Turkey launched airstrikes, fired artillery and began a ground offensive against Kurdish fighters in northern Syria on Wednesday, Oct. 9.
“The Turkish Armed Forces and the Syrian National Army have launched the land operation into the east of the Euphrates river as part of the Operation Peace Spring,” the Turkish defense ministry tweeted after nightfall, following a day of pounding the area from the air.
Türk Silahlı Kuvvetleri, Barış Pınarı Harekâtı kapsamında hava kuvvetleri unsurları ve ateş destek vasıtaları ile şu ana kadar terör örgütüne ait toplam 181 hedefi ateş altına aldı.
????????#MSB #TSK #BarışPınarıHarekatı???????? pic.twitter.com/ttPa3GSg8j
— T.C. Millî Savunma Bakanlığı (@tcsavunma) October 9, 2019
Turkish President Recep Tayyip Erdogan announced the attack two days after Trump announced the withdrawal of U.S. forces from northern Syria and handed over responsibility for captured ISIS members to Turkey.
Turkish media reported troops entering Syria at four points, two of them close to the Syrian town of Tel Abyad and two close to Ras al Ain further east.
Thousands of people fled the Syrian town of Ras al-Ain toward Hasaka province, held by the Kurdish-led Syrian Democratic Forces (SDF).
At least seven civilians and three members of the SDF were killed in the Turkish bombardment, Kurdish activists and a Syria war monitor said.
The Turkish army has hit a total of 181 militant targets with airstrikes and howitzers since the start of the operation, the defense ministry said on Wednesday.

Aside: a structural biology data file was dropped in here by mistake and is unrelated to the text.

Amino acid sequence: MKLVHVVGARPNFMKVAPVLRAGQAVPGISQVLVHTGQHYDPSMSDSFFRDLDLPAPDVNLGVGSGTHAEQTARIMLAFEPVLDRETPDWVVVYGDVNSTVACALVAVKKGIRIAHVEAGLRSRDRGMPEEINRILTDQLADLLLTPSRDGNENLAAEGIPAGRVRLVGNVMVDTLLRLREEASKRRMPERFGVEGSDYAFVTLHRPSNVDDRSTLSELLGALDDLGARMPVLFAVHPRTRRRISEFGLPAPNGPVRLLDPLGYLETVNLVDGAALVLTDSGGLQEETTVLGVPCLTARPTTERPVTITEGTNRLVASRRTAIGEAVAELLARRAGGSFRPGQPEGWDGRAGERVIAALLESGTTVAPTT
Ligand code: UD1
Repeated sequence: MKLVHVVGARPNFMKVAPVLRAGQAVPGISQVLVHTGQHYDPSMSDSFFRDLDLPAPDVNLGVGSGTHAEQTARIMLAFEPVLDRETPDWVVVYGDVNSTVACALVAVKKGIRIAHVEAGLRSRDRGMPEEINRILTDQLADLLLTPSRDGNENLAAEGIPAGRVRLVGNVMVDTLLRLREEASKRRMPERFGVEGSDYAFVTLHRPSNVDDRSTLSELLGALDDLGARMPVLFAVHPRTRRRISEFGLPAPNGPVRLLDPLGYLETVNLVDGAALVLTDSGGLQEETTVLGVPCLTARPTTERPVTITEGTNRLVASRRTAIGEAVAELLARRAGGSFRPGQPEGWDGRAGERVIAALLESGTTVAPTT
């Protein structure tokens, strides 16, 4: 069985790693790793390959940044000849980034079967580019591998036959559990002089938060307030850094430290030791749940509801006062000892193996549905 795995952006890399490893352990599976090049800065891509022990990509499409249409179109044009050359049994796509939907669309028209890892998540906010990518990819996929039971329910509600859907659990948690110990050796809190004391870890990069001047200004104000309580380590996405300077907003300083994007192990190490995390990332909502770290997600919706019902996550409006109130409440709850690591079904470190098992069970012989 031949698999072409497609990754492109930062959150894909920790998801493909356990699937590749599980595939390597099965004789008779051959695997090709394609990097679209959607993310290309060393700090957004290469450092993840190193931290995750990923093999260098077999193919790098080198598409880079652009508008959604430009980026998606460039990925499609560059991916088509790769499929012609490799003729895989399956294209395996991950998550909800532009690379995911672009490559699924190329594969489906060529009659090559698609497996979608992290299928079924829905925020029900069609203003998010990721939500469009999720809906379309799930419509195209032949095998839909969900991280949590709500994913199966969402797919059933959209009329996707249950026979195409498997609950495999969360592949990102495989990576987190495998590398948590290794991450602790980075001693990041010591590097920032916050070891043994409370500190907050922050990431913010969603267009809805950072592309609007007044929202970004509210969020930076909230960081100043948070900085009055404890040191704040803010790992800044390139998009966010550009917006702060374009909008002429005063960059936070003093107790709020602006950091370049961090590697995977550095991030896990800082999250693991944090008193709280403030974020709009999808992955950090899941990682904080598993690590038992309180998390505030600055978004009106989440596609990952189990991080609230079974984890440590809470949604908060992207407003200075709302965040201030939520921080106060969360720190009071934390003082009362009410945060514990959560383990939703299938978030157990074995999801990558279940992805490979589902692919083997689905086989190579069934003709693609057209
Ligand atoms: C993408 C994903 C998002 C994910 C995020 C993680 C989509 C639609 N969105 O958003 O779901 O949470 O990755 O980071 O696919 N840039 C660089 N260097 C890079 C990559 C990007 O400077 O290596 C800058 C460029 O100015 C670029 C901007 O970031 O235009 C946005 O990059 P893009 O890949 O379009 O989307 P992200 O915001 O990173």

The SDF aided the United States in defeating jihadi terrorists in Syria. But the Turkish government views them as a terrorist insurgency linked to the Marxist Kurdistan Workers’ Party (PKK).
Trump said in a statement on Wednesday that the United States has made it clear to Turkey that it doesn’t endorse the invasion and “made it clear to Turkey that this operation is a bad idea.”
“This morning, Turkey, a NATO member, invaded Syria. The United States does not endorse this attack and has made it clear to Turkey that this operation is a bad idea. There are no American soldiers in the area,” said Trump.
He said he doesn’t want to engage in “endless, senseless wars” particularly those engagements that are of no benefit to the United States.
“Turkey has committed to protecting civilians, protecting religious minorities, including Christians, and ensuring no humanitarian crisis takes place—and we will hold them to this commitment,” Trump said.
Turkey said it wants to create a “safe zone” cleared of a Kurdish militia that will also house some of Turkey’s 3.6 million Syrian refugees.
The Turkish president’s spokesperson has told U.S. National Security Adviser Robert C. O’Brien over the phone that Turkey wants to “help refugees return home” and will also continue to fight the ISIS terrorist group.
“The safe zone aims to clear terrorist elements from Turkey’s border within the framework of Syria’s territorial integrity and to help refugees return home and that the fight against DAESH [ISIS] will continue with determination,” spokesperson Ibrahim Kalin told O’Brien, according to a statement released by the Presidency of the Republic of Turkey on Oct. 9.
NATO Secretary-General Jens Stoltenberg, while noting that Turkey “has legitimate security concerns” after suffering “horrendous terrorist attacks” and hosting thousands of refugees, said the country should not “further destabilize the region” with its military action in Syria.
The SDF said Turkey’s attack will make the SDF’s fight against ISIS difficult. “As the Syrian Democratic Forces, we are determined to defend our land at all costs. We call on our Kurdish, Arab, Assyrian, and Syriac people to strengthen their unity and stand by the SDF in defense of their land,” said the SDF.
Reuters, The Associated Press and Epoch Times reporter Venus Upadhayaya contributed to this report.